Blinded by Twinkling Lights?
By Jim Huskins
John Kennedy ran for president when I was in first grade. The interstate highway system was barely started, the only McDonalds in Western North Carolina was on Tunnel Road in Asheville, and every December the old, downtown-Asheville Sears store became a land of enchantment.
In those ancient days, a black and white Zenith television with three channels was high technology. “Personal computer” was a nonsense statement. Homes had one telephone, and its wiring was shared with several families on a “party” line. The closest thing to the World Wide Web was an enormous, printed volume called the Sears Catalog.
Our deprivation of cell phones, tablet computers, video games, and pop culture gossip forced us to settle for a genuine experience. We played in the woods and fields, fished, built forts and tree houses, played basketball and softball, camped, played board and card games. Boy Scouting opened a world of adventure and growth. Armed with books and chalkboards, we learned reading, writing, mathematics, science, and history in that backward, little school.
In December, my family made our annual trip to Asheville. We ate at McDonald’s: no drive-thru, no inside seating, fifteen-cent hamburgers. The thrill of spending an hour at Sears came with rare treats: hot gingerbread, fresh, roasted cashews, creamy eggnog with nutmeg. The decorations, tinsel, and colored lights intoxicated me as we were released to ride the escalators and wander all three floors.
In those days before my tool addiction, I drooled over electric guitars and amplifiers before descending to a toy department that filled the basement. I fondled model car kits, Zebco fishing rods, baseball equipment, camping gear, and cap pistols. Electric trains ran constantly on elaborate track sets. What a marvelous celebration of the birth of Baby Jesus!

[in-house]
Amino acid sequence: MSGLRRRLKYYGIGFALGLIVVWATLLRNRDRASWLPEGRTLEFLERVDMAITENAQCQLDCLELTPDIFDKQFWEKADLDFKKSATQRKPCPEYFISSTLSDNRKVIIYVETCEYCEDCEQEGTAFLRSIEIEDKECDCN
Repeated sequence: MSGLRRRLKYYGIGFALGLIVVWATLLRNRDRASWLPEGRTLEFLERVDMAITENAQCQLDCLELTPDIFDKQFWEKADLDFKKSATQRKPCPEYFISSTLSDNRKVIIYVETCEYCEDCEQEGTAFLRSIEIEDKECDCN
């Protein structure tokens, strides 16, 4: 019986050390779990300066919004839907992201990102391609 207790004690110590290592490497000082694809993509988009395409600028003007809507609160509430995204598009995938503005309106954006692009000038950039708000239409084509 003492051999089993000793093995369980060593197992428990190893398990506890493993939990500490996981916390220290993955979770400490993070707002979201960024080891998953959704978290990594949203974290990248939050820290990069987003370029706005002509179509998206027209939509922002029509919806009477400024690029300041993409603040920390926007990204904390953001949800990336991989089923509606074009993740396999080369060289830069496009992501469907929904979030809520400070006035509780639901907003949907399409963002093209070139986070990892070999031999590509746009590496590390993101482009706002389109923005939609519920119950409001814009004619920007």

Sears Roebuck was a cultural icon long before I was born. Through the 1980s, they were the nation’s largest retailer. Their store brands were ubiquitous: Kenmore, Craftsman, DieHard. I could not have imagined life without Sears, but that retail empire fell to the barbarian horde including Walmart, Kmart, and the slimily pervasive Amazon. Sears still exists but only as a hollow shell. My adjustment to a post-Sears world has been jarring. A greater shock, however, was learning the truth about the “holly, jolly season.”
Since I have become convinced that the entire Bible is both true and relevant, I find it impossible to escape the realization that God does not change. Before the events described in the book of Exodus, the land of Canaan was populated by Gentile tribes who all practiced some form of Babylonian sun-god worship. Of course, they did. Worship of the sun was universally dispersed after the Tower of Babel.